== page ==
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    Is it possible to go from doing an undergraduate pharmacy course to an undergraduate medicine course???
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    (Original post by a_m15)
    Is it possible to go from doing an undergraduate pharmacy course to an undergraduate medicine course???
    Yes, finish the pharmacy degree and apply for graduate entry medicine during your pre-reg year.
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    (Original post by Democracy)
    Yes, finish the pharmacy degree and apply for graduate entry medicine during your pre-reg year.
    With graduate entry Medicine, are past A’ levels taken into account or is a 2:1 in Pharmacy or a Bsc hons science degree sufficient for entry?
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    (Original post by Ambitious1999)
    With graduate entry Medicine, are past A’ levels taken into account or is a 2:1 in Pharmacy or a Bsc hons science degree sufficient for entry?
    I'm sorry, a 2:1 is probably not good enough. A Levels will be considered by the vast majority of institutions. Offer rates for graduate medicine are about 10%. So I would imagine those who are offered places are very highly qualified.

    I edited the post because Volibear rightfully noted that although chances are slim, they're not zero.
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    (Original post by Ambitious1999)
    With graduate entry Medicine, are past A’ levels taken into account or is a 2:1 in Pharmacy or a Bsc hons science degree sufficient for entry?
    Some take A-levels into consideration, such as Liverpool, others just care about your degree and nothing before that, such as St George's.

    (Original post by Nagromicous)
    I'm sorry, just no way. A 2:1 is not good enough, and A Levels will definitely be considered. Offer rates for graduate medicine are about 10%.
    Did you look at any GEM entry requirements before posting this?
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    (Original post by Volibear)
    Some take A-levels into consideration, such as Liverpool, others just care about your degree and nothing before that, such as St George's.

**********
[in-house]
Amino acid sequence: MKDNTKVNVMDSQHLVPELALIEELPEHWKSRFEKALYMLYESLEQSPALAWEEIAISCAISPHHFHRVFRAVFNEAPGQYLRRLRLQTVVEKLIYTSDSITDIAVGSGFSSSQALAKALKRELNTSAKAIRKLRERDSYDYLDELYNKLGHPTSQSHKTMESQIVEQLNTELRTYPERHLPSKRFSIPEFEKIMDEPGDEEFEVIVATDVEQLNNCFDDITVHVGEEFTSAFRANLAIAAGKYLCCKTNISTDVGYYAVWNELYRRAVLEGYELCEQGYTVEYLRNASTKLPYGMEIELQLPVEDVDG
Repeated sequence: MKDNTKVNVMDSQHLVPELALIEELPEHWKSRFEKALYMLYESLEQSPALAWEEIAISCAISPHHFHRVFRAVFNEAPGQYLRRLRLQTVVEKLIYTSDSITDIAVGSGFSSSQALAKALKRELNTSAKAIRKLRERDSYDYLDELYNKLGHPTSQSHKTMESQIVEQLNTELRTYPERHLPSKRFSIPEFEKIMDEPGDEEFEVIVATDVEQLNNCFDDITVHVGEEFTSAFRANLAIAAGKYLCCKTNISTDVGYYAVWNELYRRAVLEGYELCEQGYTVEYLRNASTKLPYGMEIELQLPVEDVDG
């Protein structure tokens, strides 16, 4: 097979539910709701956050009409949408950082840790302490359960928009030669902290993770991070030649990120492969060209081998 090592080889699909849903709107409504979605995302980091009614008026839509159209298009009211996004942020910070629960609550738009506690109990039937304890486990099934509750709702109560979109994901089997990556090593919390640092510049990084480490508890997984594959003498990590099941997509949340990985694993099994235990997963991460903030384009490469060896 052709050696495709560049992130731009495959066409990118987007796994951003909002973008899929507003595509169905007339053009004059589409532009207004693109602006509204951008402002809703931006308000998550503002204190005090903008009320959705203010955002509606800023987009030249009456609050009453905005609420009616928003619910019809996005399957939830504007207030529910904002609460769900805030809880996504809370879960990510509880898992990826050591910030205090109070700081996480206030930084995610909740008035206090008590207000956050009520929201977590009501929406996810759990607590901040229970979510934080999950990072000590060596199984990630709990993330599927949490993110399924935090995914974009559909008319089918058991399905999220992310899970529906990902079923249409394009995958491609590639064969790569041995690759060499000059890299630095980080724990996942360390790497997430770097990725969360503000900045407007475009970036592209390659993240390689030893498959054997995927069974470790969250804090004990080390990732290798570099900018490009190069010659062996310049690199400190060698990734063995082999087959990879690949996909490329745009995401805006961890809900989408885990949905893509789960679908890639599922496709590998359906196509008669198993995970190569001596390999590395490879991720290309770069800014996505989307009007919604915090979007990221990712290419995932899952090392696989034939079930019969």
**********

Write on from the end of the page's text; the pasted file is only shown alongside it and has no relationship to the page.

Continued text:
Did you look at any GEM entry requirements before posting this?
    Yes. Just because they state 2:1, doesn't mean a 2:1 will get you in. Some course websites specifically reference A Levels, but I am sure that everywhere will consider them.

    I was also looking at this:

    http://puu.sh/zuXch/3787dd3ca7.jpg

    Do you really think any significant proportion of those 6% receiving offers hold 2:1s?
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    (Original post by Nagromicous)
    Yes. Just because they state 2:1, doesn't mean a 2:1 will get you in. Some course websites specifically reference A Levels, but I am sure that everywhere will consider them.

    I was also looking at this:

    http://puu.sh/zuXch/3787dd3ca7.jpg

    Do you really think any significant proportion of those 6% receiving offers hold 2:1s?
    Some medical schools make it clear if they prefer those with a first or high 2:1 (Birmingham), whilst others don't. You just have to look at the admissions threads each year to see that plenty of people get offers with 2:1. King's will even consider (and give offers to) people who have a 2:2 if they have a higher qualification. GEM is sometimes a last resort for people with terrible A-level grades and they get offers and do you know why that is? Because they apply to medical schools that don't consider A-levels. I went to the St George's open day and asked if they even distinguish between a high 2:1 and a low 2:1 and they don't. Once you have a 2:1, you're guaranteed an interview if your GAMSAT score is good enough. I'd rather believe them that somebody like you.

    A 2:1 is the most common degree classification so I would say a large proportion of GEM offer holders have that, especially if they applied to medical schools that ask for a 2:1 minimum. Once again, look at the entry threads on TSR.

    Also, maybe you should actually look at the entry requirements for each GEM medical school since you're so 'sure' that you know what they do, before telling people that a '2:1 isn't good enough' and 'A-levels will definitely be considered'.

    EDIT: Also, I don't know if I've made it clear yet, but there is more to a successful medicine application than just your degree classification.
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    (Original post by Volibear)
    Some medical schools make it clear if they prefer those with a first or high 2:1 (Birmingham), whilst others don't. You just have to look at the admissions threads each year to see that plenty of people get offers with 2:1. King's will even consider (and give offers to) people who have a 2:2 if they have a higher qualification. GEM is sometimes a last resort for people with terrible A-level grades and they get offers and do you know why that is? Because they apply to medical schools that don't consider A-levels. I went to the St George's open day and asked if they even distinguish between a high 2:1 and a low 2:1 and they don't. Once you have a 2:1, you're guaranteed an interview if your GAMSAT score is good enough. I'd rather believe them that somebody like you.